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Mixed reactions trail Buhari’s infrastructure pact with Niger, Morocco


President Buhari, who was received by a large crowd from the airport to the Rabat Royal Palace, assured King Mohammed VI of Nigeria’s full commitment to the actualisation of all the agreements signed.<br />#PMBinMorocco<br />Photo: Twitter/NGRPresident

Stakeholders, particularly those in the oil and gas sector have expressed divergent opinions over the infrastructure agreements that President Muhammadu Buhari signed with Morocco and another currently being fine-tuned between Niger Republic and Nigeria.

While the country is currently on the verge of signing a pact for the construction of a refinery with Niger Republic, Buhari, on Monday signed a deal for a regional gas pipeline that will enable gas supply to countries in West Africa and by extension to Morocco and Europe.

Though, most stakeholders were upbeat on the synergy with African countries and the economic opportunities from the initiatives, the sustainability of the plans, especially with government as key investor and possibly manager, created concern for the players.


Speaking with The Guardian yesterday, Immediate Past President of the Nigerian-American Chamber of Commerce (NACC), who chairs Lagos based Chairman of Tricontinental Group, Olabintan Famutimi, said closer relationship with African countries is laudable but the projects may remain a mirage because private sector players are not the key drivers.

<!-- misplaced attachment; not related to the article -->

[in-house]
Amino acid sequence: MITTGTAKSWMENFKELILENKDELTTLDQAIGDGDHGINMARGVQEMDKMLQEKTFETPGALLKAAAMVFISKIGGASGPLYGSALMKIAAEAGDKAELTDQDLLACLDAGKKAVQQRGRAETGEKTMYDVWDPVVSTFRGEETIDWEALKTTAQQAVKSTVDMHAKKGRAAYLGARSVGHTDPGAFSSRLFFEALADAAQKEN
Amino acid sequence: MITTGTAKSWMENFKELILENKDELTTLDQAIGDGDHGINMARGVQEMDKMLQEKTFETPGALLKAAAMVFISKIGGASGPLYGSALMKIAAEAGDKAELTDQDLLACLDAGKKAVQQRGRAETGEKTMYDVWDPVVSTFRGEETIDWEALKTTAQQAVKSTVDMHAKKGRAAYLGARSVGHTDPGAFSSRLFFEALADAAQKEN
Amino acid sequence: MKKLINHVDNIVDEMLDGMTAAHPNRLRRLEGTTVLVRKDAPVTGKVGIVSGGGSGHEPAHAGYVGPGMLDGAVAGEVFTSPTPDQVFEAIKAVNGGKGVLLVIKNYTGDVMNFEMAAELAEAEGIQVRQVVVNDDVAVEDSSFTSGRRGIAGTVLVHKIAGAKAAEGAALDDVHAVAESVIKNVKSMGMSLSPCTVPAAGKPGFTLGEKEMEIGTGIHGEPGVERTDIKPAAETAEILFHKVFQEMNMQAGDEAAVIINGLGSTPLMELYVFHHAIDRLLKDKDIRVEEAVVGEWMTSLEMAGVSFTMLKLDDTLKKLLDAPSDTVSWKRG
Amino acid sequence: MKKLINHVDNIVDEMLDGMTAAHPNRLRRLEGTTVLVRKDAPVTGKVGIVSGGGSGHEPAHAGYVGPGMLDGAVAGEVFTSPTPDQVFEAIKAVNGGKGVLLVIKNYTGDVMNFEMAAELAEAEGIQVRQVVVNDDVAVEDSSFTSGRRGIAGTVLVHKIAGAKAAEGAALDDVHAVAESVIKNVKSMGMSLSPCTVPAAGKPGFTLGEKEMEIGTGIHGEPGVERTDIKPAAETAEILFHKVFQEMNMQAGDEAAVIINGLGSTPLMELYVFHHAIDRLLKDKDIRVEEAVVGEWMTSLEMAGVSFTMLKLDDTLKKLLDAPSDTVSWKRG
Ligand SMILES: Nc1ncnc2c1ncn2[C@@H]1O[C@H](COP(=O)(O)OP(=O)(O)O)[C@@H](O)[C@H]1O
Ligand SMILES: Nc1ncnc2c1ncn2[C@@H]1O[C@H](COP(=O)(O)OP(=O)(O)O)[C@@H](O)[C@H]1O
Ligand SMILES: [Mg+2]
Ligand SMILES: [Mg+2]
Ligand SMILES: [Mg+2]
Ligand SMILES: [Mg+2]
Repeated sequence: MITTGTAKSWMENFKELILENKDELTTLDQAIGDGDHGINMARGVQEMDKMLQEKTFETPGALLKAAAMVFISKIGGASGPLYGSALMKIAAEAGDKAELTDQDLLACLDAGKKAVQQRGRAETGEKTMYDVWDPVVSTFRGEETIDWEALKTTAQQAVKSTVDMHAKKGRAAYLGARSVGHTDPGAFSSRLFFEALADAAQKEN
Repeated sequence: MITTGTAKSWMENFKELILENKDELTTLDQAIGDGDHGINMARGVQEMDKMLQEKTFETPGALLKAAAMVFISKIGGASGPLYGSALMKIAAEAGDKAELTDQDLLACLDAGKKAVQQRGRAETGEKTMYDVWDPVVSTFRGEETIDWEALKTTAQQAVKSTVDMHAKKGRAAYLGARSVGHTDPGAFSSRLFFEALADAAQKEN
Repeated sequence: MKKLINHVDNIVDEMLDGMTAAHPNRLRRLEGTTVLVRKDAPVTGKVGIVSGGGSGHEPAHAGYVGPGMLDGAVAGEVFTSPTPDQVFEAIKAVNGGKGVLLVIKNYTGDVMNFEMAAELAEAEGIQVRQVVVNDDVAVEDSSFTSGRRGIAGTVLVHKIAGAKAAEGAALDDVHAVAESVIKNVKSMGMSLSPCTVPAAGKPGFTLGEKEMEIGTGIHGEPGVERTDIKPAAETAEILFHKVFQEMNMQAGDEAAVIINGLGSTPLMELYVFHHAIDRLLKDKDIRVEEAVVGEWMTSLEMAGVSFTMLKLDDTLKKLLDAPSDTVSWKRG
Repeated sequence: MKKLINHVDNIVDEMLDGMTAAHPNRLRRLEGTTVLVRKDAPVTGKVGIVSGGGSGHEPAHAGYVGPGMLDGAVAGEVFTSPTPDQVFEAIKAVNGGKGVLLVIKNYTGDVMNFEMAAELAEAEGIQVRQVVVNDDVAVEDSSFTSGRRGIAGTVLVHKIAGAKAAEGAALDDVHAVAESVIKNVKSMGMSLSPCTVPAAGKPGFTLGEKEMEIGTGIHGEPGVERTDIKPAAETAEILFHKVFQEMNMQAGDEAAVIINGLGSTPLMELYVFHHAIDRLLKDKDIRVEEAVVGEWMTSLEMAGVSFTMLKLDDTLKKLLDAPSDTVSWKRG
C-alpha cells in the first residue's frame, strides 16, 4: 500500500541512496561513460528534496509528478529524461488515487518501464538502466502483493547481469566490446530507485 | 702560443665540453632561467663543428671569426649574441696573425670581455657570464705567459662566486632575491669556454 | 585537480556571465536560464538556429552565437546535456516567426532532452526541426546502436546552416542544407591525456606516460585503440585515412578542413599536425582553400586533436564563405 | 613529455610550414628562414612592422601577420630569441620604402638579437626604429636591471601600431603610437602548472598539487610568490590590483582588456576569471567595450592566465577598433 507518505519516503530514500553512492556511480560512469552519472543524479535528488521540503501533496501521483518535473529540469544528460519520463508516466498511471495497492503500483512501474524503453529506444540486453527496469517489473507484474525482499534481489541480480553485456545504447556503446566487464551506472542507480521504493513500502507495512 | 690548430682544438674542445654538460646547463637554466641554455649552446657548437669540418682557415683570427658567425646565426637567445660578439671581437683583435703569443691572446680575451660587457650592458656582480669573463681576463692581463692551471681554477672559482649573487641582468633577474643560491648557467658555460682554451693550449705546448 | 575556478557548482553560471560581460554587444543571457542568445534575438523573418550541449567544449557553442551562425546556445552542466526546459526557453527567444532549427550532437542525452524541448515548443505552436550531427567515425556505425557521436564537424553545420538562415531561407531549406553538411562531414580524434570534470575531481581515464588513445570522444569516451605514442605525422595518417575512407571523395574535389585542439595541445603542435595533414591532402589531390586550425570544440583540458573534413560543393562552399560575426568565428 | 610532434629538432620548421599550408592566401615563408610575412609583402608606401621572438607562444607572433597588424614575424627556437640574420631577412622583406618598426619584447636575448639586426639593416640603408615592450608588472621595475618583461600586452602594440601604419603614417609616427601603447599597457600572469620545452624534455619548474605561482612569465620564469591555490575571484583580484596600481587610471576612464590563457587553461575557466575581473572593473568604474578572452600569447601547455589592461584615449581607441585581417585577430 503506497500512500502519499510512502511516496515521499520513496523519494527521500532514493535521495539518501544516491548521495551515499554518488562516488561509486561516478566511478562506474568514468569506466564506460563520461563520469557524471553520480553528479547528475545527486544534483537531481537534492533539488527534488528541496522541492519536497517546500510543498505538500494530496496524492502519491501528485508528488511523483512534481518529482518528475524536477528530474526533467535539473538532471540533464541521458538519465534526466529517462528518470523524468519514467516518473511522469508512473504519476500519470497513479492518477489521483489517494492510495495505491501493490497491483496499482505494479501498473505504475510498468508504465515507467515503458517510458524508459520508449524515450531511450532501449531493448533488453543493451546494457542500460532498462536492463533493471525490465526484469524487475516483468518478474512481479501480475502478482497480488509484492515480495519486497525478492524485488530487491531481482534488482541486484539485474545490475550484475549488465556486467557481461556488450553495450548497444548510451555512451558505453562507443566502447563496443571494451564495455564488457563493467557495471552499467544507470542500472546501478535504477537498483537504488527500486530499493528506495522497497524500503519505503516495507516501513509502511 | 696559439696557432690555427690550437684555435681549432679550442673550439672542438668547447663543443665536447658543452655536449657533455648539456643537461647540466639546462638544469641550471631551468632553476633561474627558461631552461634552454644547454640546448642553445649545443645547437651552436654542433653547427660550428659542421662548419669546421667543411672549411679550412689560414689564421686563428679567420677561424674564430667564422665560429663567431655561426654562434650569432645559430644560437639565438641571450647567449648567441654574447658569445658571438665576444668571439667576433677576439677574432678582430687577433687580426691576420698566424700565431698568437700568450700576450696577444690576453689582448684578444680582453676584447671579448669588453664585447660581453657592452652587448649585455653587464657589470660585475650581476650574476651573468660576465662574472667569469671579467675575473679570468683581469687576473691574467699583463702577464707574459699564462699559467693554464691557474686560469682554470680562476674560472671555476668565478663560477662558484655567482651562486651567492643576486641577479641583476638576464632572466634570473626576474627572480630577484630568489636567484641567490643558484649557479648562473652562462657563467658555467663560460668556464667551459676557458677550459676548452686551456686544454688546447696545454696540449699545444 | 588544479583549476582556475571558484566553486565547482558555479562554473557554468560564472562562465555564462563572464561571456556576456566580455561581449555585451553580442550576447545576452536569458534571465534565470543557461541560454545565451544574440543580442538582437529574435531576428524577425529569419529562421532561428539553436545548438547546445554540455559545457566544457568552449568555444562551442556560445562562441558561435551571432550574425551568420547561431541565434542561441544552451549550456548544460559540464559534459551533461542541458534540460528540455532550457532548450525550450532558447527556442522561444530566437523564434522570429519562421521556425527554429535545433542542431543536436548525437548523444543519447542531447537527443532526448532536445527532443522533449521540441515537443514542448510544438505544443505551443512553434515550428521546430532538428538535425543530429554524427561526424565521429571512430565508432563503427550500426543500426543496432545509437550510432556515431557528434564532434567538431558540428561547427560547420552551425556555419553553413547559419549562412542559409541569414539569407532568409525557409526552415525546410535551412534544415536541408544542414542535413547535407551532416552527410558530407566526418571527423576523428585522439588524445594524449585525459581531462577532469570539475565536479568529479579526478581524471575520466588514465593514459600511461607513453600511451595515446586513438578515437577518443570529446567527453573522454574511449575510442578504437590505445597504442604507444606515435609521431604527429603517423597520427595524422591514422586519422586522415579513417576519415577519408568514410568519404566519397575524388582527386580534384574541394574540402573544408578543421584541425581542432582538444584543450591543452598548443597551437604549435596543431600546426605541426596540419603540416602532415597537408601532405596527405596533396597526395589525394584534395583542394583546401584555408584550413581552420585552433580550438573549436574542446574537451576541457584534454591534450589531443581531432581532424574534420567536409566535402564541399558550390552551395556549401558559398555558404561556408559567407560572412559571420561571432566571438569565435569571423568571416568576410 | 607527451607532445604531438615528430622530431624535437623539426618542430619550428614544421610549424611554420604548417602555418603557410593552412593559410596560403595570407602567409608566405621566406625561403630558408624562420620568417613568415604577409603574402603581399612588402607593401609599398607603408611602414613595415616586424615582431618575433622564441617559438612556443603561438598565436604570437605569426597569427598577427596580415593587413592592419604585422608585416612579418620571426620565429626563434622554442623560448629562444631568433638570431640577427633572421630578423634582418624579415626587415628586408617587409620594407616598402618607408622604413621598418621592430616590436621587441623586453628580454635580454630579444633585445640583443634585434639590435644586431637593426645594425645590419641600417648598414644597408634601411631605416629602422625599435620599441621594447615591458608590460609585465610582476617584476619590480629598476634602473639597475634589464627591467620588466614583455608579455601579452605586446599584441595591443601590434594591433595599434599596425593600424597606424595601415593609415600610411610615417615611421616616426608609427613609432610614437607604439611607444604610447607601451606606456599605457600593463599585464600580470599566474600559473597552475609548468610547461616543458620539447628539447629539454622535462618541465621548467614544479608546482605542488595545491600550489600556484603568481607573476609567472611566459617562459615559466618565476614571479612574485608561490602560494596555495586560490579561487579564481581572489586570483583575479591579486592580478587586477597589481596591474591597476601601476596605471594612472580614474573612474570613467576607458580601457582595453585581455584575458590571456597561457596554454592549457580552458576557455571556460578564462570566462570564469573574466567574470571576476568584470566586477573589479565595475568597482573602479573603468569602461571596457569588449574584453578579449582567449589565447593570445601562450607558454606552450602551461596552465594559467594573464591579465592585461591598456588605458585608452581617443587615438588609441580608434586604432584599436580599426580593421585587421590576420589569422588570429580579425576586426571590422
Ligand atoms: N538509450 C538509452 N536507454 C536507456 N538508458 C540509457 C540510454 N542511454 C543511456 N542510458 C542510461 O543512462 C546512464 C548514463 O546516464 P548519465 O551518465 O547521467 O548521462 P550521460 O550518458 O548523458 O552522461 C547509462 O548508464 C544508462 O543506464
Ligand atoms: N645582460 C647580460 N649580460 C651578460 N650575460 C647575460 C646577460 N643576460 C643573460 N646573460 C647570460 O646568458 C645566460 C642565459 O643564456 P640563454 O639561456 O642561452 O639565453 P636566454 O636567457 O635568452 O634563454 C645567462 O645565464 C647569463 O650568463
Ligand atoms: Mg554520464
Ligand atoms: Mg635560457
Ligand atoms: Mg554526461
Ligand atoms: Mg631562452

“If it is the private sector that is proposing such laudable projects, I will be very excited and I will be in support of it because I know it will work. Once it is purely government, they will fail.

“This is something that is supposed to be purely business transaction. If it is government, they will fail. It will not succeed.

They will award contracts; they may even complete the refineries and build pipelines but when it comes to running them they will run at a loss. They will eventually be abandoned,” Famutimi said.

Famutimi added that the concepts are good but should be done by the private sector, while urging government to move away from spearheading commercial projects like the construction of refineries and pipelines.

Energy analyst at PricewaterhouseCoopers (PwC), Pedro Omontuemhen saw the initiative as a good development, noting that the move would strengthen trade relationship within the continent and enable Nigeria to transport crude oil to other countries.


He was optimistic that the designed 5,660km long pipeline as well as the refinery, if done on time and according to budget, would address many challenges facing the sector.

However, Omontuemhen wants government to copy the Nigerian LNG model “where you have the government investing through the NNPC and the management of the company is left in the hands of the private sector.”

He noted that the gas infrastructure requires government involvement considering the prevailing challenges, especially in getting the right of way.

President and Chief Executive Officer of Footprint to Africa Limited, Osita Oparaugo said: “We should support intra African trade.

What we are looking for from outside is inside. However, we support free trade and fair trade.

Morocco is doing very well but they are not abiding with the agreement of fair trade.

“If Nigeria is entering into any agreement with Morocco we support that because we welcome intra African trade but we insist that it must be on a win-win situation not on orchestrated to favour a particular person,” Oparaugo, who firm specialises in driving investment into Africa said.

He also noted that government must limit itself to creating an enabling environment for private sector business to thrive.

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